Friday, July 10, 2009

Copper - worth it's salt or even better worth it chelate

There is a general rule that states:

Metal oxides are less absorbed than metal salts and metal salts are less absorbed than metal chelates.

And that metal oxides are cheaper than metal salts and metal salts are cheaper than metal chelates.

Let me help you understand with an illustration. When copper comes out of a factory it is all shinny, like the copper T junctions shown below. Then as it is exposed to air it oxides and goes the black color (thinking like rusting copper) showing in the blackish copper sheet with animals on it (the middle picture below). If the copper is left out in the rain or other environments instead it may create a copper salt instead of a copper oxide. This is illustrated in the vase/container that has the top part polished, and thus copper color. The lower half is a mixture of copper sulfate (blue), copper chloride (green) and copper carbonate(green). The copper sulfate and copper chloride are called salts. (Those who connect dot's know that table salt is sodium chloride).

Lastly if copper is taken up and used by a plant, yeast or animal, it will be bound to protein (think meat) and this is called a metal chelate.

As each of these different things have different absorb ability. The copper and the copper oxide (black copper) and not absorbed by the body. The copper salts are absorbed by the body, but not as much as the copper bound to some protein in much more absorbed because it is already bound to a protein which the body finds much easier to pull it across the intestinal lining.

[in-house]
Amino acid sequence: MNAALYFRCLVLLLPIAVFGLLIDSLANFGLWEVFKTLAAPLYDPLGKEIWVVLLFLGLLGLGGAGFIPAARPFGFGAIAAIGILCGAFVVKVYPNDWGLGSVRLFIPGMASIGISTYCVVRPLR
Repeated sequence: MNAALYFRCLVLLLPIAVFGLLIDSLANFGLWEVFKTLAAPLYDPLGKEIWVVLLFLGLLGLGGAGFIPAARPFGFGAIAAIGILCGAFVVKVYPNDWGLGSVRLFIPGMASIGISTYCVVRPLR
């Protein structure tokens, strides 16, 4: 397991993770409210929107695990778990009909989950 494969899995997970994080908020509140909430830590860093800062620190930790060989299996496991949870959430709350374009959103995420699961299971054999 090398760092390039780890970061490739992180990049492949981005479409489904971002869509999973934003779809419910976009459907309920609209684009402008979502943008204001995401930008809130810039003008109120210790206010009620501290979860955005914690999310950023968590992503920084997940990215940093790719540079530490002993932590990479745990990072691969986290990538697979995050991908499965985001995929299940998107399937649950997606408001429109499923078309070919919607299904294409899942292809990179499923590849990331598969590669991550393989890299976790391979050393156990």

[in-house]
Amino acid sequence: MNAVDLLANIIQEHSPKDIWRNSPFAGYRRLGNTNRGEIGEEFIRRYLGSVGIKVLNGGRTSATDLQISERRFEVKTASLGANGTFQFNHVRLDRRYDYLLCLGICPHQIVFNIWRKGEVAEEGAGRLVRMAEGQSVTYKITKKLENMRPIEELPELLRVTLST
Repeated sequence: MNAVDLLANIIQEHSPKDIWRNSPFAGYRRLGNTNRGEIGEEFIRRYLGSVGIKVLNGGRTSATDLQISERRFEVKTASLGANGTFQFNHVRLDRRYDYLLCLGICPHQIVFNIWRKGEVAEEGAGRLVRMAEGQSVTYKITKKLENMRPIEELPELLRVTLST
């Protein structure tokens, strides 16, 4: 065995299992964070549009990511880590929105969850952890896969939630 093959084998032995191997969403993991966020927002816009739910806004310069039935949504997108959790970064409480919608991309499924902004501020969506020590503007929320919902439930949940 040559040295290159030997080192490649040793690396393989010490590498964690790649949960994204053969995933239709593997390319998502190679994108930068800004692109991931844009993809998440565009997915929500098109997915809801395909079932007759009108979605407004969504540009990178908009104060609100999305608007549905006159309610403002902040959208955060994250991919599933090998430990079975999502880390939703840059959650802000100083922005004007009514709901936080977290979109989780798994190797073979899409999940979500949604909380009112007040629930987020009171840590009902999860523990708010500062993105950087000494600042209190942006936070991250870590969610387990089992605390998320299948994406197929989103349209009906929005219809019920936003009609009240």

The amount that the body can absorb and use is called bioavailability.

Now logically copper and copper oxide is the easiest to produce. The copper salts are somewhat more difficult, but still not that hard, something that you can do in a laboratory. Making copper chelates are harder. Because you either need to bind them to proteins in a lab or feed plants or yeasts the copper then harvest these plants/yeasts and pull out the copper chelate.

Thus you can see that copper/copper oxide is going to be the cheapest, the copper salts more expensive and copper chelates quite expensive. Thus you get what you pay for in supplements. Cheak out a multivitamin ingredients list. Some don't have any copper, others use copper oxide, others copper salt (copper sulphate, copper chloride copper citrate), and others copper chelate. The chelate often goes by the protein name it is bound to eg copper gluconate, copper glycinate.

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